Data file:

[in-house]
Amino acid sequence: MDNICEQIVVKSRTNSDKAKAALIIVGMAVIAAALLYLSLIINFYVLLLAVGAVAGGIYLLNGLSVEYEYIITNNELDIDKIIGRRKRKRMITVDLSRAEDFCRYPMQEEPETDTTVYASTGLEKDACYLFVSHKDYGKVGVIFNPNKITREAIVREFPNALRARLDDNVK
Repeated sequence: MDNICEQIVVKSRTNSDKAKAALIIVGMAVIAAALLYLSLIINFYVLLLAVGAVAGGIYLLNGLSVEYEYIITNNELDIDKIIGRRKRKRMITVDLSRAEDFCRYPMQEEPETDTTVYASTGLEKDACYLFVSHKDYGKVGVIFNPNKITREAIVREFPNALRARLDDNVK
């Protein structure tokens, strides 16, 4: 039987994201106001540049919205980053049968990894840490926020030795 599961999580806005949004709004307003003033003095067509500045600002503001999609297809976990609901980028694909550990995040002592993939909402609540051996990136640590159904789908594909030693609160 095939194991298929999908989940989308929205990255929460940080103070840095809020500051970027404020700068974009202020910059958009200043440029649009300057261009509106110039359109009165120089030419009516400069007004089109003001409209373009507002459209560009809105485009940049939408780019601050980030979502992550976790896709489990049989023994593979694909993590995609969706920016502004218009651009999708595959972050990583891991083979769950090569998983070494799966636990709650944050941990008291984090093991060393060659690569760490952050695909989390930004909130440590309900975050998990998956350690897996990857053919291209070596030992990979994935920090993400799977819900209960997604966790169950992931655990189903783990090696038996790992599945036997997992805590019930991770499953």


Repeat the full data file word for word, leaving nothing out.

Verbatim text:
[in-house]
Amino acid sequence: MDNICEQIVVKSRTNSDKAKAALIIVGMAVIAAALLYLSLIINFYVLLLAVGAVAGGIYLLNGLSVEYEYIITNNELDIDKIIGRRKRKRMITVDLSRAEDFCRYPMQEEPETDTTVYASTGLEKDACYLFVSHKDYGKVGVIFNPNKITREAIVREFPNALRARLDDNVK
Repeated sequence: MDNICEQIVVKSRTNSDKAKAALIIVGMAVIAAALLYLSLIINFYVLLLAVGAVAGGIYLLNGLSVEYEYIITNNELDIDKIIGRRKRKRMITVDLSRAEDFCRYPMQEEPETDTTVYASTGLEKDACYLFVSHKDYGKVGVIFNPNKITREAIVREFPNALRARLDDNVK
């Protein structure tokens, strides 16, 4: 039987994201106001540049919205980053049968990894840490926020030795 599961999580806005949004709004307003003033003095067509500045600002503001999609297809976990609901980028694909550990995040002592993939909402609540051996990136640590159904789908594909030693609160 095939194991298929999908989940989308929205990255929460940080103070840095809020500051970027404020700068974009202020910059958009200043440029649009300057261009509106110039359109009165120089030419009516400069007004089109003001409209373009507002459209560009809105485009940049939408780019601050980030979502992550976790896709489990049989023994593979694909993590995609969706920016502004218009651009999708595959972050990583891991083979769950090569998983070494799966636990709650944050941990008291984090093991060393060659690569760490952050695909989390930004909130440590309900975050998990998956350690897996990857053919291209070596030992990979994935920090993400799977819900209960997604966790169950992931655990189903783990090696038996790992599945036997997992805590019930991770499953």